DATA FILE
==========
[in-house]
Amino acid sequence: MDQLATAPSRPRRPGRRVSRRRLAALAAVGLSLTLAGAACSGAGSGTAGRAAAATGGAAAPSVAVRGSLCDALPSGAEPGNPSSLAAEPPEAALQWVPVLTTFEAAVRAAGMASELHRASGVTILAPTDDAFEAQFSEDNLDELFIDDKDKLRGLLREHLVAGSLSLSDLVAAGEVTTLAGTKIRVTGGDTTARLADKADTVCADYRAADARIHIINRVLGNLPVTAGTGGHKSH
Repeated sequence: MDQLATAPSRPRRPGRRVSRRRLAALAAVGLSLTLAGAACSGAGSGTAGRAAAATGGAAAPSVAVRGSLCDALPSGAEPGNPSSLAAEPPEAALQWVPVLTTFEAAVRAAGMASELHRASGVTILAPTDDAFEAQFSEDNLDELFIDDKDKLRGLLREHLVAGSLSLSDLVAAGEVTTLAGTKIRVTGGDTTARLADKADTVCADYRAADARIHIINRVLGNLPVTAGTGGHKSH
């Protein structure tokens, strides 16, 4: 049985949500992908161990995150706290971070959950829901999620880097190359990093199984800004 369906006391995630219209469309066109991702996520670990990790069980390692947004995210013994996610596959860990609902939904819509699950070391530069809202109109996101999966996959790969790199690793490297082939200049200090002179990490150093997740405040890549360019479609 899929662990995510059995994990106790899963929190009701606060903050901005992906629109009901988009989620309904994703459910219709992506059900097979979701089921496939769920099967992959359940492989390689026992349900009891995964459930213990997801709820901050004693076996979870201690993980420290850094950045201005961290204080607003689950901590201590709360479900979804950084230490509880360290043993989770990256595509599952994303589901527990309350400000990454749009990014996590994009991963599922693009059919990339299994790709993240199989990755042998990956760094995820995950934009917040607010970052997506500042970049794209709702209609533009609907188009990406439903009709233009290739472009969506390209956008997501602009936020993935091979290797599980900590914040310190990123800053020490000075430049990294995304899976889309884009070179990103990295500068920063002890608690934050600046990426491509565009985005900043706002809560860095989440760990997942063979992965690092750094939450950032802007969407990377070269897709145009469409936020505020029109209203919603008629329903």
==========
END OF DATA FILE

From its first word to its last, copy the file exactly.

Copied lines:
[in-house]
Amino acid sequence: MDQLATAPSRPRRPGRRVSRRRLAALAAVGLSLTLAGAACSGAGSGTAGRAAAATGGAAAPSVAVRGSLCDALPSGAEPGNPSSLAAEPPEAALQWVPVLTTFEAAVRAAGMASELHRASGVTILAPTDDAFEAQFSEDNLDELFIDDKDKLRGLLREHLVAGSLSLSDLVAAGEVTTLAGTKIRVTGGDTTARLADKADTVCADYRAADARIHIINRVLGNLPVTAGTGGHKSH
Repeated sequence: MDQLATAPSRPRRPGRRVSRRRLAALAAVGLSLTLAGAACSGAGSGTAGRAAAATGGAAAPSVAVRGSLCDALPSGAEPGNPSSLAAEPPEAALQWVPVLTTFEAAVRAAGMASELHRASGVTILAPTDDAFEAQFSEDNLDELFIDDKDKLRGLLREHLVAGSLSLSDLVAAGEVTTLAGTKIRVTGGDTTARLADKADTVCADYRAADARIHIINRVLGNLPVTAGTGGHKSH
């Protein structure tokens, strides 16, 4: 049985949500992908161990995150706290971070959950829901999620880097190359990093199984800004 369906006391995630219209469309066109991702996520670990990790069980390692947004995210013994996610596959860990609902939904819509699950070391530069809202109109996101999966996959790969790199690793490297082939200049200090002179990490150093997740405040890549360019479609 899929662990995510059995994990106790899963929190009701606060903050901005992906629109009901988009989620309904994703459910219709992506059900097979979701089921496939769920099967992959359940492989390689026992349900009891995964459930213990997801709820901050004693076996979870201690993980420290850094950045201005961290204080607003689950901590201590709360479900979804950084230490509880360290043993989770990256595509599952994303589901527990309350400000990454749009990014996590994009991963599922693009059919990339299994790709993240199989990755042998990956760094995820995950934009917040607010970052997506500042970049794209709702209609533009609907188009990406439903009709233009290739472009969506390209956008997501602009936020993935091979290797599980900590914040310190990123800053020490000075430049990294995304899976889309884009070179990103990295500068920063002890608690934050600046990426491509565009985005900043706002809560860095989440760990997942063979992965690092750094939450950032802007969407990377070269897709145009469409936020505020029109209203919603008629329903």